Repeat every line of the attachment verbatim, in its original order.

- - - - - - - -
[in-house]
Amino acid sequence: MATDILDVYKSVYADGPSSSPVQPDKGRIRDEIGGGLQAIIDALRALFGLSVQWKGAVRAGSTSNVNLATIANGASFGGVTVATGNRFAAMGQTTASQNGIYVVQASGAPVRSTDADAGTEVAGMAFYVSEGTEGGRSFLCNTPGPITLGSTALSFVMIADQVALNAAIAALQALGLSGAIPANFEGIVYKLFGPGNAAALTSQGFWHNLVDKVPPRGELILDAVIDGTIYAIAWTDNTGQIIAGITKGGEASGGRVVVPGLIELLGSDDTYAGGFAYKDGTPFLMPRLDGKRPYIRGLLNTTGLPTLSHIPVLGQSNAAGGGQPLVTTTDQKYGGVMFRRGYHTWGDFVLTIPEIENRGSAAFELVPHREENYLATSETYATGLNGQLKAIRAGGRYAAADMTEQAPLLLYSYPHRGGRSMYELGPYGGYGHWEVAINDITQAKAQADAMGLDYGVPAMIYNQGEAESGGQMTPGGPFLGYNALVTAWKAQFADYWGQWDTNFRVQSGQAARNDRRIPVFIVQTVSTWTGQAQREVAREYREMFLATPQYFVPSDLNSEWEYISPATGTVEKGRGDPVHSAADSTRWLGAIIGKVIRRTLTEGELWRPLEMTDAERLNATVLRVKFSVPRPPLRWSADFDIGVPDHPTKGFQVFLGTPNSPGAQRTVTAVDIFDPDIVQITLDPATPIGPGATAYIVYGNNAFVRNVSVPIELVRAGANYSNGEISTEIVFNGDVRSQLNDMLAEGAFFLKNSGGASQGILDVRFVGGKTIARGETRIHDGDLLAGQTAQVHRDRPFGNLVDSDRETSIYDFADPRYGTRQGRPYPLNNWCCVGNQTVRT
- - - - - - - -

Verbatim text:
[in-house]
Amino acid sequence: MATDILDVYKSVYADGPSSSPVQPDKGRIRDEIGGGLQAIIDALRALFGLSVQWKGAVRAGSTSNVNLATIANGASFGGVTVATGNRFAAMGQTTASQNGIYVVQASGAPVRSTDADAGTEVAGMAFYVSEGTEGGRSFLCNTPGPITLGSTALSFVMIADQVALNAAIAALQALGLSGAIPANFEGIVYKLFGPGNAAALTSQGFWHNLVDKVPPRGELILDAVIDGTIYAIAWTDNTGQIIAGITKGGEASGGRVVVPGLIELLGSDDTYAGGFAYKDGTPFLMPRLDGKRPYIRGLLNTTGLPTLSHIPVLGQSNAAGGGQPLVTTTDQKYGGVMFRRGYHTWGDFVLTIPEIENRGSAAFELVPHREENYLATSETYATGLNGQLKAIRAGGRYAAADMTEQAPLLLYSYPHRGGRSMYELGPYGGYGHWEVAINDITQAKAQADAMGLDYGVPAMIYNQGEAESGGQMTPGGPFLGYNALVTAWKAQFADYWGQWDTNFRVQSGQAARNDRRIPVFIVQTVSTWTGQAQREVAREYREMFLATPQYFVPSDLNSEWEYISPATGTVEKGRGDPVHSAADSTRWLGAIIGKVIRRTLTEGELWRPLEMTDAERLNATVLRVKFSVPRPPLRWSADFDIGVPDHPTKGFQVFLGTPNSPGAQRTVTAVDIFDPDIVQITLDPATPIGPGATAYIVYGNNAFVRNVSVPIELVRAGANYSNGEISTEIVFNGDVRSQLNDMLAEGAFFLKNSGGASQGILDVRFVGGKTIARGETRIHDGDLLAGQTAQVHRDRPFGNLVDSDRETSIYDFADPRYGTRQGRPYPLNNWCCVGNQTVRT